Month: June 2010

The Dalai Lama and Howard C. Cutler : The Art of Happiness

When I first read this book in 2002, having been lent it by a friend, my comments were as follows:

The Art of Happiness by the Dalai Lama had been well worth reading. I’m not sure if it’s a general Buddhist thing or particular to the Dalai Lama, but I was very much impressed at the fact that his ideas are based entirely on everyday experience and common sense. The starting point of his philosophy is that everyone (in fact, every sentient being) wants to be happy, and we need no purpose to life beyond that. No afterlife, God or incomprehensible ‘divine purpose’ is necessary to persuade people to be kind to each other, just the realisation that they want to be happy and that they’re no different to anyone else, and that the best way to be happy oneself is to try to make others happy. In a lot of ways his philosophy is very similar to humanism or Epicureanism; I wouldn’t mind reading some more of his books.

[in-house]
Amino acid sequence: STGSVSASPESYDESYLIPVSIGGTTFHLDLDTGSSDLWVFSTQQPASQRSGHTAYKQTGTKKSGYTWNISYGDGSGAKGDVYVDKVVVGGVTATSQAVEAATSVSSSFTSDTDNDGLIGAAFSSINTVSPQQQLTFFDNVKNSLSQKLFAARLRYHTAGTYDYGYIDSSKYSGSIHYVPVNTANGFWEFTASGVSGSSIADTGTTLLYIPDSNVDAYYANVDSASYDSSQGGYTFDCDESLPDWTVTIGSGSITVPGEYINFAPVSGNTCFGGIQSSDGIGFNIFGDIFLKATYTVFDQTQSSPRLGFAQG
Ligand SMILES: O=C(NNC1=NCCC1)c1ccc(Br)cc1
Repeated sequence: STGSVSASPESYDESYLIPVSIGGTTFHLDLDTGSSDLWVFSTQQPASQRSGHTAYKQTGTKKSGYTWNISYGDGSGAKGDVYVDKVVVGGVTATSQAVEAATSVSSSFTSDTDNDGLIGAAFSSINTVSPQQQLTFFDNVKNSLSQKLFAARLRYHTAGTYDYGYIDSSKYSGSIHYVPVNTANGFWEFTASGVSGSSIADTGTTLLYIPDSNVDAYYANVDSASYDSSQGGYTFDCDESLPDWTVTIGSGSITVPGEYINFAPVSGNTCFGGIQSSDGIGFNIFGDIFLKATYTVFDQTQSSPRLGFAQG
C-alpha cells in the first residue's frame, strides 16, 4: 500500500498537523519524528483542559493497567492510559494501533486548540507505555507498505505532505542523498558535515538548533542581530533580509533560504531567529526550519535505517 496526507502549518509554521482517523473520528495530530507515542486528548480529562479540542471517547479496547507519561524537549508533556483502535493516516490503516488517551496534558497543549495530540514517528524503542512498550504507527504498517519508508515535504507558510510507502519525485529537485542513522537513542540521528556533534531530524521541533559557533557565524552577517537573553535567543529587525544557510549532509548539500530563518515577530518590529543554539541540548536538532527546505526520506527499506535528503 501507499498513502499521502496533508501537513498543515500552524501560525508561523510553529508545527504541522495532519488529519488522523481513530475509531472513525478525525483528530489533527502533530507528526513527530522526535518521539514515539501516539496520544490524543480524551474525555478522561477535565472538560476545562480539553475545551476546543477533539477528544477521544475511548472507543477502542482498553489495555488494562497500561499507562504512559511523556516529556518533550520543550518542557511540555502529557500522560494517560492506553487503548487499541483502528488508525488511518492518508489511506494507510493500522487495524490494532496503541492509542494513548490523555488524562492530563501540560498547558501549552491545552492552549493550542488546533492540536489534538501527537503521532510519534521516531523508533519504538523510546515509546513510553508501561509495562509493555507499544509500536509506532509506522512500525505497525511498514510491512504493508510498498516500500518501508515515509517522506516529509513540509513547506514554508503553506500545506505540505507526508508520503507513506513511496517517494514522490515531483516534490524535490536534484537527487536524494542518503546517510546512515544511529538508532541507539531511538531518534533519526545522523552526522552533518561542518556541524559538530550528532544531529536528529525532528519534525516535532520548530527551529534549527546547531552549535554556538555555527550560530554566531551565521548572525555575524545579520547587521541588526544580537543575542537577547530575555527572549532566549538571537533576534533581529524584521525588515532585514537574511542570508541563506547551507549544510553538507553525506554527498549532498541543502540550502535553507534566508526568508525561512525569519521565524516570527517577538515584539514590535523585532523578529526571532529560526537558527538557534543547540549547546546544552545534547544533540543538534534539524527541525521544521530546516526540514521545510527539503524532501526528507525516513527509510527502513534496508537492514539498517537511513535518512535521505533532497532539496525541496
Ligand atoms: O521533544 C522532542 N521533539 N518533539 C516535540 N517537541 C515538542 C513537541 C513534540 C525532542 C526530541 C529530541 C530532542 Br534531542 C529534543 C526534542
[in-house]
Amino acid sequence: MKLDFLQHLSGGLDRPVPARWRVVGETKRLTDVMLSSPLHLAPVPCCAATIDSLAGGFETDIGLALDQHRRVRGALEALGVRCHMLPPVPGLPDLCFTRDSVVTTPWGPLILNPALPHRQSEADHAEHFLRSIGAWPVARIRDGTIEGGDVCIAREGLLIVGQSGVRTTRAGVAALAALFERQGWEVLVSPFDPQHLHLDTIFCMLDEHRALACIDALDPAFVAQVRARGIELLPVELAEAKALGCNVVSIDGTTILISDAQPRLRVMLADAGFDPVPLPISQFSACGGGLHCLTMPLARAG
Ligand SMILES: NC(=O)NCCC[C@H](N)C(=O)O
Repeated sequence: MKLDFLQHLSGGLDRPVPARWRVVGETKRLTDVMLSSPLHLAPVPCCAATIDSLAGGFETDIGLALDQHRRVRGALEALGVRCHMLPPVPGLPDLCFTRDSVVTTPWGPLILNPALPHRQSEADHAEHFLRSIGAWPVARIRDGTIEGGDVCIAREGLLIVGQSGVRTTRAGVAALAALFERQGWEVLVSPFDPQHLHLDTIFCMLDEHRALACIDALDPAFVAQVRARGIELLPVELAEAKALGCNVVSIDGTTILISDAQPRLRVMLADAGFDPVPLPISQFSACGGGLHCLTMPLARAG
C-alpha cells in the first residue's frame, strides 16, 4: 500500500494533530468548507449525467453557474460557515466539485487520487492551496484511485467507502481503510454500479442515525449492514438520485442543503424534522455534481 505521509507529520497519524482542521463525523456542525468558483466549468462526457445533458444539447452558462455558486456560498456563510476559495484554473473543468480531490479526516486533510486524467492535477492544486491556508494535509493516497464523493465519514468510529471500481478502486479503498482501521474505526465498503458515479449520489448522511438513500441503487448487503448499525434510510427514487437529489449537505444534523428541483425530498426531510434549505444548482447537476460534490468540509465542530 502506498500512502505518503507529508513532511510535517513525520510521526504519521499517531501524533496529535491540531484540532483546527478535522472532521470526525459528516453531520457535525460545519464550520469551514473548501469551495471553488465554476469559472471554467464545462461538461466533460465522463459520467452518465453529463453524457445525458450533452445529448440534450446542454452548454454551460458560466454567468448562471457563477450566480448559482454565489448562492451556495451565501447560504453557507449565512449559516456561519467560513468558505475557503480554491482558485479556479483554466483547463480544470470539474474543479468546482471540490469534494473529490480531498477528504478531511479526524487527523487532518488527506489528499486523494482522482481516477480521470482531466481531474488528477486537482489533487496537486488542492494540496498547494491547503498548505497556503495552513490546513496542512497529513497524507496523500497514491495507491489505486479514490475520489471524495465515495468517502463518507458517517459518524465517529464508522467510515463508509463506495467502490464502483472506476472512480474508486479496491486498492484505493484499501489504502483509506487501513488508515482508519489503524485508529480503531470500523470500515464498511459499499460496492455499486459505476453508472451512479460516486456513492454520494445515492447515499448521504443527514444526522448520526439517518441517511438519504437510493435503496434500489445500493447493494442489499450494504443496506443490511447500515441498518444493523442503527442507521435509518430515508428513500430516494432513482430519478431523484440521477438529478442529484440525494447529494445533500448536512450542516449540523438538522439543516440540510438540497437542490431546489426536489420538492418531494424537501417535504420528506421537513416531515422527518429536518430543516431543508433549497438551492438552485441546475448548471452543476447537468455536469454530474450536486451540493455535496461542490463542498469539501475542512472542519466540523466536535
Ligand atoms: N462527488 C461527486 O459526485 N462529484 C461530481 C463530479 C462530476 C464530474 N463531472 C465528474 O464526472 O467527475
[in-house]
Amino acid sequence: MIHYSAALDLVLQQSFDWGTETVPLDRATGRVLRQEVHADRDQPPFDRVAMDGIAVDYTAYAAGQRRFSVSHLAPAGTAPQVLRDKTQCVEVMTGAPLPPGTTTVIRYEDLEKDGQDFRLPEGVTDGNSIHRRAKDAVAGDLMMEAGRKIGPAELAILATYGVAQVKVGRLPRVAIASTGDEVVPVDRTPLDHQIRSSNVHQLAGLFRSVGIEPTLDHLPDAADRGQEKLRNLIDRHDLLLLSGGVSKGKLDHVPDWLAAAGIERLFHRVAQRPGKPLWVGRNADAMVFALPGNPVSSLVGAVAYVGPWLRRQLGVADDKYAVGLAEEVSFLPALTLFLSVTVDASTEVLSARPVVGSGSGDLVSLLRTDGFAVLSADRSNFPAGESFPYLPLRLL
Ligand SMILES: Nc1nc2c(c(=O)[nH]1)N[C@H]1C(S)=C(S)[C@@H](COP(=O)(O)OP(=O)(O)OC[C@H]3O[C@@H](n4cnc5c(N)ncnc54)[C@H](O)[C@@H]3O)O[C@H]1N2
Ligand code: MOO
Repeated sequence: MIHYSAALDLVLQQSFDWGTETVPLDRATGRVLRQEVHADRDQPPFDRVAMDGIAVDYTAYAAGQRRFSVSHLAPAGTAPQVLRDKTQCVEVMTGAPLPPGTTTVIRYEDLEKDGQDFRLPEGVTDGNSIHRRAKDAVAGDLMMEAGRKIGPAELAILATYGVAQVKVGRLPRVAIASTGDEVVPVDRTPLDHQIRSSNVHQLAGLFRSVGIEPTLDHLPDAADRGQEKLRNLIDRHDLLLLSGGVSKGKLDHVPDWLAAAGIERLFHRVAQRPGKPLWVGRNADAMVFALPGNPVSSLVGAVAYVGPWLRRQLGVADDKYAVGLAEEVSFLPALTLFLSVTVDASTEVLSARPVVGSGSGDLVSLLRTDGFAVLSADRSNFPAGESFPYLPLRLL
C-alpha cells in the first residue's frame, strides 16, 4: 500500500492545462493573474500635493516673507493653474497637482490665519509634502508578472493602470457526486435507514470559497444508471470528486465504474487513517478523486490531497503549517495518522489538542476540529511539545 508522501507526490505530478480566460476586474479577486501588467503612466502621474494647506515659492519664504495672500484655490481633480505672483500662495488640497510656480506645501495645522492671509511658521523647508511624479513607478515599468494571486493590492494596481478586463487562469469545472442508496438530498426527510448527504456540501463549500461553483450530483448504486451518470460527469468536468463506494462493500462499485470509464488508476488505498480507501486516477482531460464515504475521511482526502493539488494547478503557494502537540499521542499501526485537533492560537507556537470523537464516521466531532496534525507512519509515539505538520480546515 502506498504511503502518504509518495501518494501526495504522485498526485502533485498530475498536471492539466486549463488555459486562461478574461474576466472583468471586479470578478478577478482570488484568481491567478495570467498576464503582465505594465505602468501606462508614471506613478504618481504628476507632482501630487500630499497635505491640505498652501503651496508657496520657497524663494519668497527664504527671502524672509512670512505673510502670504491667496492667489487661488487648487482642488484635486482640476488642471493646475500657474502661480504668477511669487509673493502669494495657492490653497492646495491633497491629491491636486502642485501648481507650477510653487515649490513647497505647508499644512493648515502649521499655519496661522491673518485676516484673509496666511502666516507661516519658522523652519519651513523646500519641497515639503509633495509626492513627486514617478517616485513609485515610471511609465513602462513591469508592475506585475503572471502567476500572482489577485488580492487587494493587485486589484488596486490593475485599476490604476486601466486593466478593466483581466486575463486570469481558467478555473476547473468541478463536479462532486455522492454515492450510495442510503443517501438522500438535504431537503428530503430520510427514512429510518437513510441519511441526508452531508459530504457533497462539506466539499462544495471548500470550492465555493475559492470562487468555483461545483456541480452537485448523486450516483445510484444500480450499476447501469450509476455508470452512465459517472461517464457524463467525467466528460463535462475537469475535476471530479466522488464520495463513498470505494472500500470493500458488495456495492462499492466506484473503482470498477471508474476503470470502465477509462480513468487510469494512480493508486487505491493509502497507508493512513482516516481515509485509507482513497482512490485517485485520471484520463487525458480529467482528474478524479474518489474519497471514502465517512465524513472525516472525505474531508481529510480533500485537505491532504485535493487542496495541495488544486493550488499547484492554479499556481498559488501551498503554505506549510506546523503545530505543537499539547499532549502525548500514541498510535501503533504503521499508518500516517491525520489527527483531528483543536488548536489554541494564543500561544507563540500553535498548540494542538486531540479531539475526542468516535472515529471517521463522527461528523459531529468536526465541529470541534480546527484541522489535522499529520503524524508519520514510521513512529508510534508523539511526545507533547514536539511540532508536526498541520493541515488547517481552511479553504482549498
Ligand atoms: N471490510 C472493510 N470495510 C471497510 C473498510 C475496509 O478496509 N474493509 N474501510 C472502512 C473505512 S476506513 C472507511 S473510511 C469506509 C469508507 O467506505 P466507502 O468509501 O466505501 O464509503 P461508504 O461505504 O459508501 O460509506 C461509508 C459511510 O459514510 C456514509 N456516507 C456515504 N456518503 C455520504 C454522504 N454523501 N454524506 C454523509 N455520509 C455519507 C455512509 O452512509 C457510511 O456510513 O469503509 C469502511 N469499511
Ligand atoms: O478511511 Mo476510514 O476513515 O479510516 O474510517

So far I haven’t got round to reading any more of them, but I did recently buy a copy of The Art of Happiness, and re-reading it has been a very worthwhile experience. I hadn’t yet started giving books points in 2002, but this time it got a 5 on my scale of 1 to 5, something which very few books get and which basically means that I regard it as a masterpiece, a book I will probably keep on re-reading occasionally for the rest of my life, and one which I think everyone should read. It’s simply written, very easy to read and aimed at a large audience, and is therefore perhaps slightly oversimplified, but that’s a small criticism considering what’s been achieved here. It deserves a more detailed commentary this time… (more…)